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Sudan declared 39th province of Anglican Communion

Author : Mohamed Alameen | Published: Monday, July 31, 2017

Archbishop of Canterbury Justin Welby (center) and the new Archbishop of ECS Ezekiel Kondo (right) on Sunday, July 30, 2017 | Photo | Facebook

The Episcopal Church of Sudan and South Sudan has finally separated in a ceremony presided over by the Archbishop of Canterbury in Khartoum.

The ECS joined the Anglican Communion 1976.

Archbishop of Canterbury Justin Welby on Sunday declared Sudan the 39th province of the worldwide Anglican Communion, 6 years after South Sudan gained independence from the Sudan.

Speaking to Eye Radio, Father James Oyet, the secretary-general for the South Sudan Council of churches, confirmed the separation.

“Now we have the Episcopal Church South Sudan. It has its own primate. The new archbishop and primate for the Episcopal Church of Sudan is called Archbishop Ezekiel Kondo,” Fr Oyet told Eye Radio Monday.

The Episcopal Church of South Sudan, the 38th province, remains headed by Archbishop Daniel Deng Bul, who is expected to retire in November.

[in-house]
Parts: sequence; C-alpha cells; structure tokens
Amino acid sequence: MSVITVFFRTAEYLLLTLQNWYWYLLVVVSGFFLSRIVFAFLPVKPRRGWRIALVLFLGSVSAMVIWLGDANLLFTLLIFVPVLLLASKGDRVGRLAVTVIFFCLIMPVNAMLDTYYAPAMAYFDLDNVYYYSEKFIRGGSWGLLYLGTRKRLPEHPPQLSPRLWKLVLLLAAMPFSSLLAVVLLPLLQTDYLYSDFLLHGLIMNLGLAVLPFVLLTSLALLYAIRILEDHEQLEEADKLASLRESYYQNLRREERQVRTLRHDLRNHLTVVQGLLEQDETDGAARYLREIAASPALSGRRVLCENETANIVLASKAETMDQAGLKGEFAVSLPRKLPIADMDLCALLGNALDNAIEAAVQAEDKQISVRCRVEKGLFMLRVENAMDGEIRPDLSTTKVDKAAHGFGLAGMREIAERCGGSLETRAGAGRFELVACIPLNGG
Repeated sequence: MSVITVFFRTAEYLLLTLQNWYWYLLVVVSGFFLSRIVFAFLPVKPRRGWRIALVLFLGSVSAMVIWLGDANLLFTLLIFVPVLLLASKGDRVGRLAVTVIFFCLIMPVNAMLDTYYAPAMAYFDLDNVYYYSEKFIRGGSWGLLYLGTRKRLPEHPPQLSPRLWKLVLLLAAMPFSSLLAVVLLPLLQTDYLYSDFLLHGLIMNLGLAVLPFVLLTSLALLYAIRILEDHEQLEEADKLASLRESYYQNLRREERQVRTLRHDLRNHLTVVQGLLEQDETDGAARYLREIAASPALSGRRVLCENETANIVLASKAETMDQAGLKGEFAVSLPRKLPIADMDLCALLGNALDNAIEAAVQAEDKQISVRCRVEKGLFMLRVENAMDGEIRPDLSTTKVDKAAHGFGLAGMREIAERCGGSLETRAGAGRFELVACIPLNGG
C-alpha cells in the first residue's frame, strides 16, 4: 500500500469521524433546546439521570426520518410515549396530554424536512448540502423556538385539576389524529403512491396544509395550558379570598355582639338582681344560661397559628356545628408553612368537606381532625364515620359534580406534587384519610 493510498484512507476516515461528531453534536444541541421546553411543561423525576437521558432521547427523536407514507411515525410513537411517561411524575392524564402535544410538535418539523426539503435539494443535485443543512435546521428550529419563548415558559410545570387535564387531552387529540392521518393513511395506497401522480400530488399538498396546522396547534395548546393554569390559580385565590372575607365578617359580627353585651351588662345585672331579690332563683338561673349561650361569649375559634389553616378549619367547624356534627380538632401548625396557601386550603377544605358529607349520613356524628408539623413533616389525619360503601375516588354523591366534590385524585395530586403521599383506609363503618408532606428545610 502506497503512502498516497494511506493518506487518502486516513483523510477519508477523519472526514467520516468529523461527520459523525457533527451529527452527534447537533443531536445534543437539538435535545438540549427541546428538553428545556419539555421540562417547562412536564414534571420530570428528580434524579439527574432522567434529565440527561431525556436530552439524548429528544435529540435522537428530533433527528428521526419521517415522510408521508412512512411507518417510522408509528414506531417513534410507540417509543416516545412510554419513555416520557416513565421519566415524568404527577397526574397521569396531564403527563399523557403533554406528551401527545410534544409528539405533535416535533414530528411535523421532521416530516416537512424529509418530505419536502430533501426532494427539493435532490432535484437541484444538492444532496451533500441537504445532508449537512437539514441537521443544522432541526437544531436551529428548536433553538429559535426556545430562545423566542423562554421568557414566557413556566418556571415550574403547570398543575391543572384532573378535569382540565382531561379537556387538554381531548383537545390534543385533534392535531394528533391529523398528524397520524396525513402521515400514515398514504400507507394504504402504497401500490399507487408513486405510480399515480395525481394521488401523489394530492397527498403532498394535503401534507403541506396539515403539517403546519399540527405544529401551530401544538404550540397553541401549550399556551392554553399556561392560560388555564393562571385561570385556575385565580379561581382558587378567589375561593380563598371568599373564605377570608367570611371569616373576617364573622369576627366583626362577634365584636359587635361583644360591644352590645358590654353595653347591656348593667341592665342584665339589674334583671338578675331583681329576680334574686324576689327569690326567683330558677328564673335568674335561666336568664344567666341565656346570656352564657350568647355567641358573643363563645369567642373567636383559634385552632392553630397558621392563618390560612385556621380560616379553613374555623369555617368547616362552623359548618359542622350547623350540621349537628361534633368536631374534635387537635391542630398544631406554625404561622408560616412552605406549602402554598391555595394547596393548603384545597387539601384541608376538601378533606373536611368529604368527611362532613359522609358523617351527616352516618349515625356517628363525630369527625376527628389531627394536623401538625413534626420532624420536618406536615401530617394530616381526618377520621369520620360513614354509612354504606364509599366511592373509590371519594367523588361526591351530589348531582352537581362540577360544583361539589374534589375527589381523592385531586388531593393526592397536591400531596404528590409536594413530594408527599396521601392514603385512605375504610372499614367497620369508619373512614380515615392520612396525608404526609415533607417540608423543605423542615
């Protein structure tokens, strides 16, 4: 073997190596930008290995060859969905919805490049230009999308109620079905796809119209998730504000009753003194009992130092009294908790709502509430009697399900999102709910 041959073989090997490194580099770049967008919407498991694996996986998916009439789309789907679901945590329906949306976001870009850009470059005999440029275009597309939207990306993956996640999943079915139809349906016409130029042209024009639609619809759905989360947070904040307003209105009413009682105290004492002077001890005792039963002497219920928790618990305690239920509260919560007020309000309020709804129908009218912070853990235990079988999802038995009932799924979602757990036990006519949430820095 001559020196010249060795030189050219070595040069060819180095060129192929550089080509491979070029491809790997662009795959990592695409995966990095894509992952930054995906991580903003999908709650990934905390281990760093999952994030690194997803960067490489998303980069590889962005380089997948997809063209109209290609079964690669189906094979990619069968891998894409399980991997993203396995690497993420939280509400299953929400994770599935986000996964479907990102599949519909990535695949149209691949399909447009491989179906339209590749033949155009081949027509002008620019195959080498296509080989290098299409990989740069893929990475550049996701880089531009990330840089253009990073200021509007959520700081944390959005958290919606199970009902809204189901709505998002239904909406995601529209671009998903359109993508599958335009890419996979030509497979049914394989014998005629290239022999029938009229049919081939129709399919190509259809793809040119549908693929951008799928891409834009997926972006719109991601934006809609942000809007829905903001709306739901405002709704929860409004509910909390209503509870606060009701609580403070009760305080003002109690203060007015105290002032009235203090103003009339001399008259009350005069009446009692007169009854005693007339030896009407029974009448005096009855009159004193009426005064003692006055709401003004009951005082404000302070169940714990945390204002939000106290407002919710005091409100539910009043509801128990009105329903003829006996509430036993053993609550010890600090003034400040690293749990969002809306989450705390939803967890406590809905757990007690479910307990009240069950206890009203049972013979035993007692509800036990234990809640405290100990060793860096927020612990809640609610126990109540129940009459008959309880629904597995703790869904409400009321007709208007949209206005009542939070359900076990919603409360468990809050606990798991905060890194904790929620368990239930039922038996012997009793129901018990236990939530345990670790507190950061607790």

Archbishop Ezekiel Kondo

The Anglican Church in Sudan, a majority Muslim country, had been administered from South Sudan since the 2011 split.

For his part, Archbishop Justin Welby urged the Sudanese government to guarantee the religious freedoms in the country.

“Such tolerant coexistence needs freedoms,” Archbishop Welby said during the inauguration in Khartoum.

“So the Christians may live confidently and the more they are free, the more they will be a blessing to the Sudan.”

Since the 1989 coup that brought Islamist-backed President Omar al-Bashir to power, authorities in Khartoum have pursued sharia in a bid to unify the country.

This stirred resentment and helped trigger a devastating civil war that ended with the secession of the mainly Christian south.

Christian communities in Sudan today are mostly found in the Nuba Mountains of South Kordofan state. Experts say that between three and five percent of Sudan’s about 25 million-population are Christian.

On October, US President Donald Trump is expected to decide whether to permanently lift sanctions imposed in 1997 over Khartoum’s alleged backing for Islamist militant groups.

(Additional information by Joakino Francis)

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